Is this south east Queensland’s best off-road journey?

Cutting through ancient Gondwana Rainforest in the Great Dividing Range’s imposing folds, Condamine River Road crosses its namesake 14 times, making it an unforgettable day-trip for adventure-seekers and nature-lovers.

The drive

The drive through Condamine Gorge is scenically stunning, but its level of difficulty as a 4WD challenge is moderated by the amount of water in the river. After heavy rains, the river crossings swell, the current increases and the track can worsen somewhat, which can prohibit travel at times. Given good water levels in the Condamine, the drive can be a rewarding off-road experience interspersed with deep rainforest and arresting mountain vistas.

Main Range comprises several specific localities – the common ones are Cunninghams Gap, Spicers Gap and the areas around the Condamine River, Carneys Creek, The Head and Queen Mary Falls.

Although there are several areas where you can ‘off road’ as such, the main focus is the spectacular region comprising the Condamine River. Take the trip from Brisbane to Boonah, and make your way to Carneys Creek Road until you reach The Head Road on your second crossing of Teviot Brook. The bitumen road meanders through the foothills of the ranges until you finally start your steep climb towards the lookout of Teviot Falls.

Be careful as you travel through this scenic area, as the road is narrow and the drop off steep. Crest the climb and the valley of the Condamine River is laid out before you. Be wary of lazy cows that may cross your path as you meander down the lush green valley, passing farmhouses and rusty cars.

The road morphs into dirt and continues down to a turnoff to The Head. From here, continue down the valley where the fun of 14 river crossings awaits.

The Condamine Gorge can flood at times so check local knowledge and information before venturing into this area. It can also become very muddy, so caution is required during your exploration. Normal four-wheel driving etiquette is required through this section where oncoming cars may cause hazards during river crossings, underwater obstacles (notably large rocks) can cause havoc to your vehicle, and splashed water can enter your water intake.

The left-hand fork of the Killarney end of the Condamine River Road — Brosnans Road — is open to local traffic only, meaning travellers are advised to take the right fork and head into Killarney after completing the track through the gorge.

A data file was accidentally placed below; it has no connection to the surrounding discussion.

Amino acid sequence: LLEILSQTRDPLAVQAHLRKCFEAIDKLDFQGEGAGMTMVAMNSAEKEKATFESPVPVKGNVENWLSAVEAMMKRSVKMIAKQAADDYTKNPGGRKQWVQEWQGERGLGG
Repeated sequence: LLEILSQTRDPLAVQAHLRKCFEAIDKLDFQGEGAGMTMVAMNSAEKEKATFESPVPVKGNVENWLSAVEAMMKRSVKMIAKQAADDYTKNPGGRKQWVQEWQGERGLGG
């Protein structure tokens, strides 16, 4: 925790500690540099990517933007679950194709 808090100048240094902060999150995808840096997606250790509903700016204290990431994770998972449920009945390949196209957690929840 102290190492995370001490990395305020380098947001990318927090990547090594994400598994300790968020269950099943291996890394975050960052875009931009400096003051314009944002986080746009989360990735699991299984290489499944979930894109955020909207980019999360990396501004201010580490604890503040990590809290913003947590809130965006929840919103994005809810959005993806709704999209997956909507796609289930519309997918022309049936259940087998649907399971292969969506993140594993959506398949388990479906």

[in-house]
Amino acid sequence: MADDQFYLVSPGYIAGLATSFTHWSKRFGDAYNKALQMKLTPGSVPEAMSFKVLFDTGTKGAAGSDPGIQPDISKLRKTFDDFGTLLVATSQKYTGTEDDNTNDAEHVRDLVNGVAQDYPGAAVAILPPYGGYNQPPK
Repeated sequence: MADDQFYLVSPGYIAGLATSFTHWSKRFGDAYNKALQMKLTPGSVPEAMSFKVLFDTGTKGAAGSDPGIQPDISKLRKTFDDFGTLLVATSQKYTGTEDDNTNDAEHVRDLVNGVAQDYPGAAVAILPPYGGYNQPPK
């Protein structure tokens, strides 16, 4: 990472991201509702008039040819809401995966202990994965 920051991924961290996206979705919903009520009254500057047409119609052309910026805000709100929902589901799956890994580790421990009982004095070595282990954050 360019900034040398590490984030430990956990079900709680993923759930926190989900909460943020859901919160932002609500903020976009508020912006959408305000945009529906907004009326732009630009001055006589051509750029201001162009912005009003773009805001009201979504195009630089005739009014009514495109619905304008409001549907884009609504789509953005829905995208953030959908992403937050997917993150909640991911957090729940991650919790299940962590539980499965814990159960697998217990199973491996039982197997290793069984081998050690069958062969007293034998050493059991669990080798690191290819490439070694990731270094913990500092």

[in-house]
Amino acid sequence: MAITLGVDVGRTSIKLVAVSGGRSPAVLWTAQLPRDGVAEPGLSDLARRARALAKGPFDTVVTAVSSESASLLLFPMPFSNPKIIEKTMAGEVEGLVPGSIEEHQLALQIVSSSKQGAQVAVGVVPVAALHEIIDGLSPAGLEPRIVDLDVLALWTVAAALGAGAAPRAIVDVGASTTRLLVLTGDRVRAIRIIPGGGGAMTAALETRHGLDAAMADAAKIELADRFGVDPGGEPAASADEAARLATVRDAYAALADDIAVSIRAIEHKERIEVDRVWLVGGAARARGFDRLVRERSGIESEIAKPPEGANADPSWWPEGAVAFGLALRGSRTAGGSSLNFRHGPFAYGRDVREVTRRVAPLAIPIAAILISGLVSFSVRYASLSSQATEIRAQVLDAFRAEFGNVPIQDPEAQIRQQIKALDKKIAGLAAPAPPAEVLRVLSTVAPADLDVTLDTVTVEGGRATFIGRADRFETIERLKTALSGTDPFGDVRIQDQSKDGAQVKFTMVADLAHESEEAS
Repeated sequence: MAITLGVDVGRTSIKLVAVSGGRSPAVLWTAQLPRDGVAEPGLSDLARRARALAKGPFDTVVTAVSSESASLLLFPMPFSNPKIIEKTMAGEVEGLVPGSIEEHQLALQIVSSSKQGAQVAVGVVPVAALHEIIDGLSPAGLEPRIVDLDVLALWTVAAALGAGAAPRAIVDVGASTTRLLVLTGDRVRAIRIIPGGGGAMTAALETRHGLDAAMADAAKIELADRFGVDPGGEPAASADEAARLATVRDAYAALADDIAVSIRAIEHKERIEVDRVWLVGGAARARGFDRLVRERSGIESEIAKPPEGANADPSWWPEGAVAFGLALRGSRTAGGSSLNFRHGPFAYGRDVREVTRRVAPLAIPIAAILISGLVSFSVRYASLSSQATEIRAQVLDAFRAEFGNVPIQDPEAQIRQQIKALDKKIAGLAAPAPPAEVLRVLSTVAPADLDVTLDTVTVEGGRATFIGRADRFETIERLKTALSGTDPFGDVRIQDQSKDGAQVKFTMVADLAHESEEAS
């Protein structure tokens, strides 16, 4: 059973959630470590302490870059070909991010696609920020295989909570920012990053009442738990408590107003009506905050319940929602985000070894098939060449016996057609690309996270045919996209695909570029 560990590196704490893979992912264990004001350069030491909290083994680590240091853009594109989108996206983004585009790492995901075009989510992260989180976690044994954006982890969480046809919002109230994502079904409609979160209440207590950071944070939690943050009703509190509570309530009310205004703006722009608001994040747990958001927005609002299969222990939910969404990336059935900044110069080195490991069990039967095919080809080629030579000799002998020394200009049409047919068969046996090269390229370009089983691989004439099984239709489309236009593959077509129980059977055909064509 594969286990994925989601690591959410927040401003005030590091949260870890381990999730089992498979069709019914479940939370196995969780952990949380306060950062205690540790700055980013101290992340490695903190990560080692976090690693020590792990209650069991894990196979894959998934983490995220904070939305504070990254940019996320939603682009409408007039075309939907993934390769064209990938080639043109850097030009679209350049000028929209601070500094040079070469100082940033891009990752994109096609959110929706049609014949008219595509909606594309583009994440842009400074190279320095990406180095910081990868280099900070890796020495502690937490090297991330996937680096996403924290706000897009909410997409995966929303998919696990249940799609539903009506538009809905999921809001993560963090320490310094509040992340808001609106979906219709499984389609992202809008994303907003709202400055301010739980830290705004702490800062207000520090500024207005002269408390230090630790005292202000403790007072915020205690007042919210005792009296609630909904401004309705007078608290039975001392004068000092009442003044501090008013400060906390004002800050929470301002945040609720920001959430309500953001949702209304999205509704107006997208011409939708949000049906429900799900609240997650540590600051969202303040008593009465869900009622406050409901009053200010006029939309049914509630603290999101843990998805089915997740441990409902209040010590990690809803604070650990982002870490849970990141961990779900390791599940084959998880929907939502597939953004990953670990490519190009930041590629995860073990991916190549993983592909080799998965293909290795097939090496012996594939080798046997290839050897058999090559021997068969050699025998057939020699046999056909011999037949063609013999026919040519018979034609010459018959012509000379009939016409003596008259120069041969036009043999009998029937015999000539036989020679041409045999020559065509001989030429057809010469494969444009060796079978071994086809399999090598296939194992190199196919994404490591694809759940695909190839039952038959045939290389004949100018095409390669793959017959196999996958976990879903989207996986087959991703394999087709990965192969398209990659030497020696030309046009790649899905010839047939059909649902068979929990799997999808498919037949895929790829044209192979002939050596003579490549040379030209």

Your adventure through the valley and river crossings eventually takes you to the small forestry milling town of Killarney from where you can explore other beautiful areas in the Main Range National Park.

There are numerous ways to make the return trip to Brisbane, including the Cunningham Highway where you can stop to explore other parts of the park. There’s even some more dirt road driving at Spicers Gap. Other areas worth visiting include the Steamers and Emu Creek Valley which will require high clearance vehicles, and the beautiful mountains including Mt Barney, Mt Maroon, Mt May and the numerous dirt roads that connect these amazing areas.

Things to do

Away from the hustle and bustle of the cities and beaches lies some remarkable and seemingly untouched wilderness, just crying out to be explored. Amazingly, so few people know of the beauty and fun that can be found in the Main Range National Park.

One of our lesser known parks, but known well within hiking and bushwalking circles, Main Range National Park stretches from Wilsons Peak in northern NSW up to Cunninghams Gap in south east Queensland.

Near the Condamine River, keep a watch out to your left and you may spot the old rabbit fence that was designed as a barrier between Queensland and NSW. If you are a keen hiker, don your hiking boots and scoot up the rabbit fence to the amazing views at the top of Wilsons Peak.

After completing this trip most people take the turn towards Queen Mary Falls where some beautiful walks can be enjoyed.

Content courtesy of Hema Maps. Hema Maps has been crafting folded maps, guides and digital navigation products for exploring Australia off the beaten track for over 30 years. Visit the Hema Maps website to find out where your next adventure could take you.